A Hebridean ferry crossing

We’ve just got back from a week’s holiday on South Uist in the Outer Hebrides. Hopefully more blog posts to follow but I had to write about the ferry crossing on the way home; I don’t think I’ve had a more lovely one!

We caught the very early morning ferry from Lochboisdale to Mallaig, getting up at 4:30am to pack the last bits into the car and make the 15 minute drive to the port. The day started dull and cloudy but as the ship (the Lord of the Isles) pulled away the sun started to break through the cloud, although the thick haze never lifted completely. The Sea of the Hebrides was as flat calm as I ever recall seeing open water. The ripples weren’t strong enough to break the surface and it had taken on a liquid glass appearance. This meant that we could see far further across the water than normal and the wildlife wasn’t obscured behind waves as it so often is; even individual birds hundreds of metres away could easily be picked up with the naked eye.

Having seen cetaceans before in this sea, including on the way across at the beginning of the week, I was hoping for more and there was no disappointment. We saw common dolphins four times during the crossing and a couple of pods of porpoise. The dolphins were leaping clear of the water as they chased across the flat calm sea while at times they circled around catching fish. The porpoise, however, we more subdued in their movement, simply breaking the surface and rolling down again, often barely noticeable.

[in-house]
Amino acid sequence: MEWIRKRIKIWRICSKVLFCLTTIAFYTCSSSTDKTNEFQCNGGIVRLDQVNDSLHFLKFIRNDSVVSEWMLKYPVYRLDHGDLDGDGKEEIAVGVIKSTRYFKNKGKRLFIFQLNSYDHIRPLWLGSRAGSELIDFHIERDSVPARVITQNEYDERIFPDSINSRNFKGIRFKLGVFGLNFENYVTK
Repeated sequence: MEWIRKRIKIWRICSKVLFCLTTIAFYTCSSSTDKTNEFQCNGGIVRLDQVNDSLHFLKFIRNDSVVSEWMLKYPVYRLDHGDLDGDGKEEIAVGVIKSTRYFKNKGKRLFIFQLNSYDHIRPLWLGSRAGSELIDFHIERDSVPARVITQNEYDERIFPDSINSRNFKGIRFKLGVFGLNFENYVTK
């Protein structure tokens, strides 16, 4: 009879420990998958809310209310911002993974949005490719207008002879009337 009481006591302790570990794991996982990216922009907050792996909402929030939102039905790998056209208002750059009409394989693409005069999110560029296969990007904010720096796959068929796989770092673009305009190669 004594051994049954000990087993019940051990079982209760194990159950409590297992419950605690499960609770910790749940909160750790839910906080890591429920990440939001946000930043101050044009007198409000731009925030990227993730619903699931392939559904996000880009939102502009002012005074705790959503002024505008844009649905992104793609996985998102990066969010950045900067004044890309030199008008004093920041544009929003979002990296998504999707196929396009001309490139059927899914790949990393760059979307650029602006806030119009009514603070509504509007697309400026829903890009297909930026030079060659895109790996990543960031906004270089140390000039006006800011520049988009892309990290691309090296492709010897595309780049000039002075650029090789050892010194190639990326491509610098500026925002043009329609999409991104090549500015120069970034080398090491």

The birds were equally special. At first there was some arctic terns slowly flying out to sea but there were many more birds to come. I saw my first ever storm petrels, as they darted swallow-like, close to the surface of the sea. I’ve helped to install nest boxes for them but never seen one before – they were lovely and so much easier to pick out against the calm waters.

More spectacular were the Manx shearwaters. Large flocks of them sat on the sea, feeding on the surface but they lifted almost swarm-like as they were harried by the skuas after their catches. They raced across the water, escaping their tormentors and eventually settled back on the surface again.

The were groups of other seabirds, often gulls and fulmar, fishing around concentrations of fish, with gannets plunging in from above. There were also auks everywhere; individuals fishing, sitting on the surface and long chains of birds racing across close to the water. We saw guillemots, black guillemots, razorbills and puffins for much of the way across, often dipping below the surface as the ship passed by.

All the sea life was laid out in front of the stunning backdrop of Skye and the small isles (Canna, Rum, Eigg and Muck) as well as the Outer Hebrides disappearing in the mist behind us.

I generally love a ferry crossing but this was was spectacular!

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